Monday, December 14, 2009

Rudy did it!

(Courtesy of Sam)

This is from Cherie Gruenfeld 8 time, IM Hawaii age group world champion.

I'm sometimes asked where I find my inspiration and my answer has always been the same: While I admire the professional racers for their amazing athletic talents, my true inspiration comes from the amateur athlete who must over com e daily obstacles and challenges in his or her life. This group includes moms and dads raising a family, the older athlete fighting against the clock, and the physically challenged.

Last weekend I witnessed an inspirational moment that tops all others. Rudy Garcia-Tolson became the first double above-the-knee amputee to finish an Ironman. Rudy, who is twenty-one, has been a friend of mine since he was seven, so I've had the privilege of following the journey that led this amazing young man to his first Ironman finish line.

In 1995 I was swimming in a pool when I discovered I'd been joined in my lane. I quickly noticed that this fellow-swimmer was different from me in several ways: He was moving at the speed of a torpedo; he was a very young kid; and he had no legs. That was my introduction to Rudy and, on that day, I learned his story. Rudy was born with a disease that left him with useless legs. After 12 unsuccessful surgeries by the age of 5, he was told that he would spend the rest of his life in a wheelchair. Imagine the courage for a five year old to say…”Cut ‘em off.”

I fell in love with this kid and his family. There were three able-bodied children in the family and Rudy, who was a bundle of energy and kept them all jumping. And with prosthetic legs, he was a study in constant motion. When I met him, he was already exhibiting signs of great athletic ability and excelling in the swimming pool. I shared with him my experiences as an Ironman athlete and several months later he and I did a triathlon. We raced as a relay team: Rudy swam, his older brother biked and I ran. The seed was planted.

With his spunk and positive attitude, Rudy won hearts everywhere he went and soon he had major supporters including Terry Martin from Power Bar and Bob Babbitt from the Challenged Athletes Foundation. Rudy was in good hands and his career as a challenged athlete took off. He began racking up swimming titles and world records, ran a 6-minute mile and started riding a bike.

And another thing happened: Rudy discovered that he had become a role model. Somewhere there were other kids being condemned to a life in a wheelchair or being told that an amputation or other physical challenge meant an end to an active life. Rudy realized that with his success came great responsibility and, as with all challenges in his life, he was happy to take this one on.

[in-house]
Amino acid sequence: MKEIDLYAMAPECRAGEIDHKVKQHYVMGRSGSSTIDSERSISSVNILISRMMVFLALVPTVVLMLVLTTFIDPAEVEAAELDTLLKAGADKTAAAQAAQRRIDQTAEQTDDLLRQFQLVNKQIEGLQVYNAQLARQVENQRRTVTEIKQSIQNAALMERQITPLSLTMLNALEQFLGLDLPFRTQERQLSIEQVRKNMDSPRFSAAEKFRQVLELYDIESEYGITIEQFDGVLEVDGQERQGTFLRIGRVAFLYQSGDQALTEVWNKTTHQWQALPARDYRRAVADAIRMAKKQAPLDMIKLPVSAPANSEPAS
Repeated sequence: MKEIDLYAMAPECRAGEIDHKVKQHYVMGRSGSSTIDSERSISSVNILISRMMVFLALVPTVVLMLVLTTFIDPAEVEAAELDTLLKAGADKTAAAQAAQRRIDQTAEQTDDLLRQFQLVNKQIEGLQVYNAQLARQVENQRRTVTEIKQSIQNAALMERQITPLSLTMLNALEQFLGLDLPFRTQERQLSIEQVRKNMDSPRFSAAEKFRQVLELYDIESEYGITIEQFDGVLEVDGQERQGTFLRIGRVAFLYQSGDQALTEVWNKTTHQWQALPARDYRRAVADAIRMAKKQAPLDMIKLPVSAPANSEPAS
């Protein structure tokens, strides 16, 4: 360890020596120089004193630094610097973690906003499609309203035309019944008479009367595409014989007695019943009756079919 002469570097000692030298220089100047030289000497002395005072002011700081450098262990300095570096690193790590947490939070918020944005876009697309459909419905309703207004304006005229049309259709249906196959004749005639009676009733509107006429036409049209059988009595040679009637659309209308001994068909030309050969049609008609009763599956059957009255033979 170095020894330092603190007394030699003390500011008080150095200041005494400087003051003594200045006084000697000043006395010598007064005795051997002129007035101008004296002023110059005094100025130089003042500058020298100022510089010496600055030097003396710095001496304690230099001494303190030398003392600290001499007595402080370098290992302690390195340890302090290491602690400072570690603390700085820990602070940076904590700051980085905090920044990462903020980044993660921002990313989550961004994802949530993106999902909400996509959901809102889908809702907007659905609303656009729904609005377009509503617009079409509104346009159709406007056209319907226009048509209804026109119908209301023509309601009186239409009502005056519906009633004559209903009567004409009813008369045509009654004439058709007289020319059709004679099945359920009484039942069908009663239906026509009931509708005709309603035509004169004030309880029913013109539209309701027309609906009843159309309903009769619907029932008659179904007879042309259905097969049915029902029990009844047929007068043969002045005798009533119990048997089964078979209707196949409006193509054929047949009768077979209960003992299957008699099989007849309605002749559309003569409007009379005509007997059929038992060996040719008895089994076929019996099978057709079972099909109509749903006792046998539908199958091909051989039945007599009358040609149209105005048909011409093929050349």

Rudy has proved himself to be one of the world's top challenged swimmers, owning three Paralympic medals (2 gold and 1 bronze). Now Rudy had another dream. He wanted to be the first double above-the-knee to finish the Ironman World Championships in Kona. Rudy's motto is: “A brave heart is a powerful weapon”. His brave heart had helped him accomplish every tough goal he'd ever taken on. But the question remained (for everyone except Rudy): Can someone without quads or hamstrings cycle 112 miles through winds and over hills? Is it possible? In October, Rudy made the attempt on the Kona course and came up short when he missed the bike cut-off time by a few minutes. This wasn't failure – it was simply a deferral of success. Being an impatient man, Rudy took the lessons he'd learned in Kona and went to the Arizona Ironman in November.

On race day his goggles broke seconds before the cannon started the race. No problem – he swam 2.4 miles without them. On the bike he got a flat. No problem – he fixed it and moved on. He was fighting against a 5:30 p.m. deadline on the bike. No problem – he finished 112 miles with thirty minutes to spare.

Then came the run. The focus of Rudy's training had been on the bike, which was to have been his biggest challenge. He'd never run a marathon before. No problem – the kid is a good runner and he's got a brave heart.

However, during the marathon Rudy had some of the darkest moments he's had in his athletic life. Those who saw him during those moments wondered if this was perhaps not possible. Those who knew him didn't know how he was going to do it, but knew that he somehow would.

With three miles to go, somewhere deep inside, he remembered all those kids who were looking to him to see what was possible in their lives. And he picked up his body, which moments before had been betraying him, and he didn't just run the last three miles – he blazed, passing other runners on the course who had given up on him. He raced to the finish line where thousands who had been waiting for this moment watched with tears of joy and amazement. Rudy's performance that day not only changed his life: It changed the life of physically challenged people all over the world.

Next goal: Go back and do it in Kona where it'll be tougher. But I wouldn't bet against Rudy.

I'm proud to call him my friend and my inspiration.

Simon says: - What is there say? Truly inspirational, we are insignificant compared to guys like this.


yipwt said...

Very won't want to DNF in IM after reading this.

plee said...

I read the Ironman write up abt Rudy and was truly touched. In the run his back was killing him as it was the back and hip muscles powering his steps. It came down to just making it to every next aid station having some broth and then moving on.... until he finished.

What a Champion!!!